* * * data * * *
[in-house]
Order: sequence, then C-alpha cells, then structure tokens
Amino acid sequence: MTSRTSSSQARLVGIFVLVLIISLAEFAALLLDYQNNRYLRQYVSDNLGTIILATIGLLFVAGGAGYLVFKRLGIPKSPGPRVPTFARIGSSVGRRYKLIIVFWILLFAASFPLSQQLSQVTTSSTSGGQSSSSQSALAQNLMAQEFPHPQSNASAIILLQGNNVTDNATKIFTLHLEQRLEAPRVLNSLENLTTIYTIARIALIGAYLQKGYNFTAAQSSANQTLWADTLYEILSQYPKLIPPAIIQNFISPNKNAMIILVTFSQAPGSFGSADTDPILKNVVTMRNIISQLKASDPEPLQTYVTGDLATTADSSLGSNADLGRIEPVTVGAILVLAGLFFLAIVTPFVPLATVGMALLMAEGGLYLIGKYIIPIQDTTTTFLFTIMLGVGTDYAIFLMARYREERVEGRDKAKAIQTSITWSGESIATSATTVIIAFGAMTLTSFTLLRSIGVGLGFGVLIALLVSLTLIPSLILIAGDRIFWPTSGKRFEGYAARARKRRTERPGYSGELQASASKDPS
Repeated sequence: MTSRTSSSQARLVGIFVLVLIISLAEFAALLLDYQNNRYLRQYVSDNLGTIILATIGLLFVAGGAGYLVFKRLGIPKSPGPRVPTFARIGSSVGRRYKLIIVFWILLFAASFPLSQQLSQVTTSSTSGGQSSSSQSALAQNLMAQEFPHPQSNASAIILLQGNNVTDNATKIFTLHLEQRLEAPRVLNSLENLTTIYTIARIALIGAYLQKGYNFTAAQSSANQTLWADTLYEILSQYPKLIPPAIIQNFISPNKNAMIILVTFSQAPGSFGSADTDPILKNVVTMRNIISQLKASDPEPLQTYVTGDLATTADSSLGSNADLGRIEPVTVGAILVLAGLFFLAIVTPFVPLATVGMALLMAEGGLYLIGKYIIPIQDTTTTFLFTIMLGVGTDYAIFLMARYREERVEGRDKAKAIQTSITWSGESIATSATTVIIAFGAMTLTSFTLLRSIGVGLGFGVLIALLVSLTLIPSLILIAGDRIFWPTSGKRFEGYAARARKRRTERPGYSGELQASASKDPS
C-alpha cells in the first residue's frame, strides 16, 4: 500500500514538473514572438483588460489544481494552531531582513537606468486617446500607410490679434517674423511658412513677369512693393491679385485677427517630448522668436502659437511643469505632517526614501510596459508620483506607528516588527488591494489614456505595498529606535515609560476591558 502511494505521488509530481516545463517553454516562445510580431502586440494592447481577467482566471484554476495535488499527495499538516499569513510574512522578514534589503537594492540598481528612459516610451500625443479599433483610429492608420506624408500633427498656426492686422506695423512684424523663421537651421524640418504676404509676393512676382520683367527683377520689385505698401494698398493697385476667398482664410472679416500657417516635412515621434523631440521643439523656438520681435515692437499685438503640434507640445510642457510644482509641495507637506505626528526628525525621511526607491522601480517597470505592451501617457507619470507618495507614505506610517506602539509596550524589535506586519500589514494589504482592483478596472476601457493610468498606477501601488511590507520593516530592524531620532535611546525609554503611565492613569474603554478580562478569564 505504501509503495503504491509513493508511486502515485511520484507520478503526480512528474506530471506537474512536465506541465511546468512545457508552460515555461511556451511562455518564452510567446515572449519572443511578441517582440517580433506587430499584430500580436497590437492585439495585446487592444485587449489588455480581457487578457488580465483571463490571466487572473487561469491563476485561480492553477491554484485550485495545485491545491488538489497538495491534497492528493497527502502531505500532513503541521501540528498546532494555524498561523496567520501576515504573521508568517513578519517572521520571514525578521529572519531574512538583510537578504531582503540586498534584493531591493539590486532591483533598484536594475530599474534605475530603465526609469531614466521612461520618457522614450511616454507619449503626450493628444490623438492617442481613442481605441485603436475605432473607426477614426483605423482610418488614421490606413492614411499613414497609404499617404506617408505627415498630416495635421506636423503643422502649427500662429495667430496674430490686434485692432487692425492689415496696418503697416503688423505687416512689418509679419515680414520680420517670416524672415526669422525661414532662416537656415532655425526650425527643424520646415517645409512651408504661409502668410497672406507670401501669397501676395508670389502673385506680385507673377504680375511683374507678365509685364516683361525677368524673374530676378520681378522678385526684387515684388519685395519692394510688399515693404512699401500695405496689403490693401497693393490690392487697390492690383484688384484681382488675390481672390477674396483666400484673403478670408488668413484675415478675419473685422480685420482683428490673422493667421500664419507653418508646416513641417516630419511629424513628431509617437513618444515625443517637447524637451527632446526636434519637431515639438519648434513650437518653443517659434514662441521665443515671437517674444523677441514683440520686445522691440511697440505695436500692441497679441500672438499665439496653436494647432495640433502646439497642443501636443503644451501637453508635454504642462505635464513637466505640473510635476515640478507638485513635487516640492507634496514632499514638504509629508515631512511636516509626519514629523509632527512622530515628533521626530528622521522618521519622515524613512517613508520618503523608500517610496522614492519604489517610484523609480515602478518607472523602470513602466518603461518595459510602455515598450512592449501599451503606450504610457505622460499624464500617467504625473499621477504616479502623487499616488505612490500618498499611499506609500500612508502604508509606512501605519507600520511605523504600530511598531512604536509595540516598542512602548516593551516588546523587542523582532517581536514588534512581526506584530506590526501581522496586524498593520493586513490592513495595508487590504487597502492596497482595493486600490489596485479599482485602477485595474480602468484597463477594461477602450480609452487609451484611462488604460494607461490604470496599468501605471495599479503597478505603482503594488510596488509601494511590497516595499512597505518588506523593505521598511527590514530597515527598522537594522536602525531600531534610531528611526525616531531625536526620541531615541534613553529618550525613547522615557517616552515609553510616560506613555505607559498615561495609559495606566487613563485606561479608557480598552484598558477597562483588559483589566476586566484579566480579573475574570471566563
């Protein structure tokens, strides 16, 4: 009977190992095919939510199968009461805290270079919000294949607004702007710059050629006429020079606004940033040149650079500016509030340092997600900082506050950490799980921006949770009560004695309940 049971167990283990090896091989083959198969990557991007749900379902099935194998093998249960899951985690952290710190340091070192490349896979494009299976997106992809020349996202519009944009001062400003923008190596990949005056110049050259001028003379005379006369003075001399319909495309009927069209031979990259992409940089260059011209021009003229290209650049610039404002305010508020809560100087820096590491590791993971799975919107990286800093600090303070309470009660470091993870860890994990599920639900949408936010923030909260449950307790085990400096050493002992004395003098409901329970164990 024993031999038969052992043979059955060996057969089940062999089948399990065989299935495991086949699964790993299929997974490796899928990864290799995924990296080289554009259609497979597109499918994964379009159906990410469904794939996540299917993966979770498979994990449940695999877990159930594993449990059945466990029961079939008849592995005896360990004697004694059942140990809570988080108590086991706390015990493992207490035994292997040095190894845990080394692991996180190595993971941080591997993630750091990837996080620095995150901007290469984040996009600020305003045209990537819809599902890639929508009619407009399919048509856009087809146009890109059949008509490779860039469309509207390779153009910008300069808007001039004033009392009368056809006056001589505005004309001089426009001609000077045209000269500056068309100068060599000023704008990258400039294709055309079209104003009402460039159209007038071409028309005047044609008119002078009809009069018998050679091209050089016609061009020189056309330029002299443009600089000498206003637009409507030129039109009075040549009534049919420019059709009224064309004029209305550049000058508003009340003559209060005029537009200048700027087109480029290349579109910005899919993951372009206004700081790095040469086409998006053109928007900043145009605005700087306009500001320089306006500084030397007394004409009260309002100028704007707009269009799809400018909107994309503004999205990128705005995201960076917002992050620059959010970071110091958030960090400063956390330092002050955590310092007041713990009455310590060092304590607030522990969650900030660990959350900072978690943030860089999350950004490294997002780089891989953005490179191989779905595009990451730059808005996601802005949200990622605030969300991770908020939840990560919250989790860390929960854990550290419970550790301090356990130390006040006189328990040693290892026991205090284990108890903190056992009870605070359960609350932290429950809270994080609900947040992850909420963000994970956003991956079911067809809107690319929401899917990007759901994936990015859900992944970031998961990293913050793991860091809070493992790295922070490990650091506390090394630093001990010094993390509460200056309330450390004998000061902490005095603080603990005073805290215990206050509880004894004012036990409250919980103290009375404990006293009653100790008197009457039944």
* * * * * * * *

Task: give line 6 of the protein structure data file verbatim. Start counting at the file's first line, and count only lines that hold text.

């Protein structure tokens, strides 16, 4: 009977190992095919939510199968009461805290270079919000294949607004702007710059050629006429020079606004940033040149650079500016509030340092997600900082506050950490799980921006949770009560004695309940 049971167990283990090896091989083959198969990557991007749900379902099935194998093998249960899951985690952290710190340091070192490349896979494009299976997106992809020349996202519009944009001062400003923008190596990949005056110049050259001028003379005379006369003075001399319909495309009927069209031979990259992409940089260059011209021009003229290209650049610039404002305010508020809560100087820096590491590791993971799975919107990286800093600090303070309470009660470091993870860890994990599920639900949408936010923030909260449950307790085990400096050493002992004395003098409901329970164990 024993031999038969052992043979059955060996057969089940062999089948399990065989299935495991086949699964790993299929997974490796899928990864290799995924990296080289554009259609497979597109499918994964379009159906990410469904794939996540299917993966979770498979994990449940695999877990159930594993449990059945466990029961079939008849592995005896360990004697004694059942140990809570988080108590086991706390015990493992207490035994292997040095190894845990080394692991996180190595993971941080591997993630750091990837996080620095995150901007290469984040996009600020305003045209990537819809599902890639929508009619407009399919048509856009087809146009890109059949008509490779860039469309509207390779153009910008300069808007001039004033009392009368056809006056001589505005004309001089426009001609000077045209000269500056068309100068060599000023704008990258400039294709055309079209104003009402460039159209007038071409028309005047044609008119002078009809009069018998050679091209050089016609061009020189056309330029002299443009600089000498206003637009409507030129039109009075040549009534049919420019059709009224064309004029209305550049000058508003009340003559209060005029537009200048700027087109480029290349579109910005899919993951372009206004700081790095040469086409998006053109928007900043145009605005700087306009500001320089306006500084030397007394004409009260309002100028704007707009269009799809400018909107994309503004999205990128705005995201960076917002992050620059959010970071110091958030960090400063956390330092002050955590310092007041713990009455310590060092304590607030522990969650900030660990959350900072978690943030860089999350950004490294997002780089891989953005490179191989779905595009990451730059808005996601802005949200990622605030969300991770908020939840990560919250989790860390929960854990550290419970550790301090356990130390006040006189328990040693290892026991205090284990108890903190056992009870605070359960609350932290429950809270994080609900947040992850909420963000994970956003991956079911067809809107690319929401899917990007759901994936990015859900992944970031998961990293913050793991860091809070493992790295922070490990650091506390090394630093001990010094993390509460200056309330450390004998000061902490005095603080603990005073805290215990206050509880004894004012036990409250919980103290009375404990006293009653100790008197009457039944």